Memory Loss in Young Adults

Updated: Jun 18, 2020

Vitamin deficiences caused by poor diet are also common causes of memory loss.

Although many people imagine that older adults are the only ones who struggle with memory problems, memory loss in young adults is also a fairly common problem. It can be especially worrying for a young person to begin struggling with memory because of this misconception that it is strange and unusual. Read on to understand the signs, causes, and more of short-term memory loss in young adults.

Signs of Memory Loss

Several problems can indicate that a young adult is having trouble with memory loss. These signs of memory loss in young adults can include:

  • Missing appointments, meetings, or classes
  • Frequently losing small objects
  • Forgetting names

There are medical tests that can reveal signs of memory loss in young adults as well. Usually, testing is done as an interview performed by a doctor or a psychological test measuring cognitive functioning.


While many people believe that memory loss must be caused by a devastating illness or accident, there are actually several possible reasons why a young woman might be experiencing problems with memory. Some causes of memory loss in young adults are:

  • Unhealthy habits. Eating foods without the right nutritional values and staying sedentary are high risk factors for memory problems, both as a young adult and later in life. Vitamin deficiencies caused by poor diet are also common causes of memory loss.
  • Fatigue. Just sleeping fewer hours than recommended affects brain functioning, and since the brain encodes new memories during sleep, missing out on these important hours of sleep can be detrimental to memory.
  • Stress. High levels of stress and a lot of pressure in a work or school environment might also be a cause of memory problems. Stress overwhelms the brain and makes it difficult for the memory-encoding process to take place, since the brain has so many other problems to manage.
  • Depression. Along with other mental illnesses, depression affects the brain and its ability to focus on new information. This means that memories are less likely to be formed because the brain does not concentrate on the information.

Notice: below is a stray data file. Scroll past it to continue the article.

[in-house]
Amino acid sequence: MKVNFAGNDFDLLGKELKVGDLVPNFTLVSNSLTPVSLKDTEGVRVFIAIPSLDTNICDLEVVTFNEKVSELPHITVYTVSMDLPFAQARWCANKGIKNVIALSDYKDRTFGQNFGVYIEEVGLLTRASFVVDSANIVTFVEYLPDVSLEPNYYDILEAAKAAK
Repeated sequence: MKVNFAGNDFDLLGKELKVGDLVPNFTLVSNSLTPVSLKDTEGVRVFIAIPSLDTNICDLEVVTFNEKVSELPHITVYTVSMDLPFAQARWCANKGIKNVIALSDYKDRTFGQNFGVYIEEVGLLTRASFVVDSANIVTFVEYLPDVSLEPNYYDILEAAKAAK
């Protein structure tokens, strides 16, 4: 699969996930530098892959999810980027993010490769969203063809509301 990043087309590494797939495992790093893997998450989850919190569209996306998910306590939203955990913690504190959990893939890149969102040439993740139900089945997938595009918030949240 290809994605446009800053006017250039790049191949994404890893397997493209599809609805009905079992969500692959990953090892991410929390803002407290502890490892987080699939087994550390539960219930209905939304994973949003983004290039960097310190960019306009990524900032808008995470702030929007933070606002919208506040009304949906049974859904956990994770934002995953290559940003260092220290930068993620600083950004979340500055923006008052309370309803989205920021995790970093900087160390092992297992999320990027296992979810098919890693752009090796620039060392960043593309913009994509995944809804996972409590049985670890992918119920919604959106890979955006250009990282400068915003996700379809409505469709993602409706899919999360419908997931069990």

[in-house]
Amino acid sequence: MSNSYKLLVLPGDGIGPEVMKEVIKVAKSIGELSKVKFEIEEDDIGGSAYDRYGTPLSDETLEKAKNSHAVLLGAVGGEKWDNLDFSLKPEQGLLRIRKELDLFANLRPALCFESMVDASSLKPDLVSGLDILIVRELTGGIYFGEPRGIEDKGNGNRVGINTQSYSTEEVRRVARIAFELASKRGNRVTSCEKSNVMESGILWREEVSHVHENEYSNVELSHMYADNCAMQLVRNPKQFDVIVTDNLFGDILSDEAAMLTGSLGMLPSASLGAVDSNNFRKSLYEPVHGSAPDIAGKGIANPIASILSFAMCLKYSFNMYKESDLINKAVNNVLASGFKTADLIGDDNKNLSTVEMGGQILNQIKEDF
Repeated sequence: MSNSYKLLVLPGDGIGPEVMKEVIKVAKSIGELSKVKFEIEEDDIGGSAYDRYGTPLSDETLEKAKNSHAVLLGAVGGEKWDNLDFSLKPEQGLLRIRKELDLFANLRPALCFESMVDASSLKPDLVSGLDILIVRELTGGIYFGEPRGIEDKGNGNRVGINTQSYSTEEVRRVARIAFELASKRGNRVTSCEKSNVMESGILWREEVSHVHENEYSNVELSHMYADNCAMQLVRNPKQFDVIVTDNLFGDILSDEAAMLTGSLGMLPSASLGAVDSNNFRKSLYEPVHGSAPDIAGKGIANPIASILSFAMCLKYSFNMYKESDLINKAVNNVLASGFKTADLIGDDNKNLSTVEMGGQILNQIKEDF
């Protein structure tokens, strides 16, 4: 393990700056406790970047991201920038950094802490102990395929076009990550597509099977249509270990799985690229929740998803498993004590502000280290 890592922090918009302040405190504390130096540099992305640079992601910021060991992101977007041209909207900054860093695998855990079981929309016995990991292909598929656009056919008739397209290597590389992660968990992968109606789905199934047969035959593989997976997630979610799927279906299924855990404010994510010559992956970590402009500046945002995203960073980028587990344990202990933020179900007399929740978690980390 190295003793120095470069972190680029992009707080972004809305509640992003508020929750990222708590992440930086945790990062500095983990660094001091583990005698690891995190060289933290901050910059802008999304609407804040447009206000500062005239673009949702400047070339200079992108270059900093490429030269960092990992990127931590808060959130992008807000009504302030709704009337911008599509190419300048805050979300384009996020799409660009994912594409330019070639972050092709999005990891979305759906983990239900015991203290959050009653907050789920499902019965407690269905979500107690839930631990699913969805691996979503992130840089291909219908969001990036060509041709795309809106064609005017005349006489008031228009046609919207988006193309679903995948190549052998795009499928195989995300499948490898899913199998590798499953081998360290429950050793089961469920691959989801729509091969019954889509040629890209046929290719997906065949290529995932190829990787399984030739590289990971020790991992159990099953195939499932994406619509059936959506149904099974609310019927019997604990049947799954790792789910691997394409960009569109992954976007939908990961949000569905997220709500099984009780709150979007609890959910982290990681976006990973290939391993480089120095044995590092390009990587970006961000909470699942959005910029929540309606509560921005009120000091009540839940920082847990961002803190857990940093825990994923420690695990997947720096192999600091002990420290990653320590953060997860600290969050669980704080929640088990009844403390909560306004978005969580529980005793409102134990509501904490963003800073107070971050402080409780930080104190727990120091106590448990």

• Hormonal changes. In women, estrogen plays an important role in the brain and appears to be significant in forming memories. If estrogen levels drop or become unbalanced in comparison to other hormones in the body, it may cause memory problems.
  • Drugs. Both medications prescribed by doctors and recreational drugs, including alcohol, can have an impact on memory. Alcohol is one of the most commonly abused drugs, and its effects on memory are well-known to be detrimental.

Managing Memory Loss

For more minor memory loss symptoms, lifestyle changes are likely to be the most helpful. Memory lapses can be managed with certain adjustments in habit, such as:

  • Designating a spot for keys, phone, and other small objects
  • Using mnemonic devices to remember new information
  • Asking a friend for reminders of important dates
  • Getting more sleep (i,e; between 7-8 hours)
  • Meditation or yoga
  • Exercising regularly
  • Eating healthy
  • Taking vitamins
  • Using a schedule or planner

Although memory loss is a difficult condition, it can be improved by understanding the causes of memory issues in young adults and the management methods available. For some people, certain herbal remedies may also be an option to help improve memory, mental functioning, and hormonal balance.

To learn more, read about the different types of memory loss.